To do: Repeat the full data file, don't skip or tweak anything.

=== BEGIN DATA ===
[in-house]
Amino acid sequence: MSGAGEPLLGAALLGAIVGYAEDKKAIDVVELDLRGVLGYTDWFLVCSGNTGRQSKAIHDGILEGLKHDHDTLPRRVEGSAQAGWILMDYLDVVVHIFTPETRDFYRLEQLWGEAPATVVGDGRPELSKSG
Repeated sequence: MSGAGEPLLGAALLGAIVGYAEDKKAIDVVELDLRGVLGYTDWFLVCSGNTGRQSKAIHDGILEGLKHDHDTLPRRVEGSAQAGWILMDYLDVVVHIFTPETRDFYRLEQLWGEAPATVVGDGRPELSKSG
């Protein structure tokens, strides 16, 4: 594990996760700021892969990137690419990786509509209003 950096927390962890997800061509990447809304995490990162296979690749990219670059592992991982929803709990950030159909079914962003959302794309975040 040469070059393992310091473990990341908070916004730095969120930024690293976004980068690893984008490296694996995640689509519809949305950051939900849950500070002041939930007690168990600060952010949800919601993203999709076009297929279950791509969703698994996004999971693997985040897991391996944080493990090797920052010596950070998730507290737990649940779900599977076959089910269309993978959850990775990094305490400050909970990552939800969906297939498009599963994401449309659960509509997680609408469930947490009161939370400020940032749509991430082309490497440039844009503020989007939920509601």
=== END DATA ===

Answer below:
[in-house]
Amino acid sequence: MSGAGEPLLGAALLGAIVGYAEDKKAIDVVELDLRGVLGYTDWFLVCSGNTGRQSKAIHDGILEGLKHDHDTLPRRVEGSAQAGWILMDYLDVVVHIFTPETRDFYRLEQLWGEAPATVVGDGRPELSKSG
Repeated sequence: MSGAGEPLLGAALLGAIVGYAEDKKAIDVVELDLRGVLGYTDWFLVCSGNTGRQSKAIHDGILEGLKHDHDTLPRRVEGSAQAGWILMDYLDVVVHIFTPETRDFYRLEQLWGEAPATVVGDGRPELSKSG
């Protein structure tokens, strides 16, 4: 594990996760700021892969990137690419990786509509209003 950096927390962890997800061509990447809304995490990162296979690749990219670059592992991982929803709990950030159909079914962003959302794309975040 040469070059393992310091473990990341908070916004730095969120930024690293976004980068690893984008490296694996995640689509519809949305950051939900849950500070002041939930007690168990600060952010949800919601993203999709076009297929279950791509969703698994996004999971693997985040897991391996944080493990090797920052010596950070998730507290737990649940779900599977076959089910269309993978959850990775990094305490400050909970990552939800969906297939498009599963994401449309659960509509997680609408469930947490009161939370400020940032749509991430082309490497440039844009503020989007939920509601």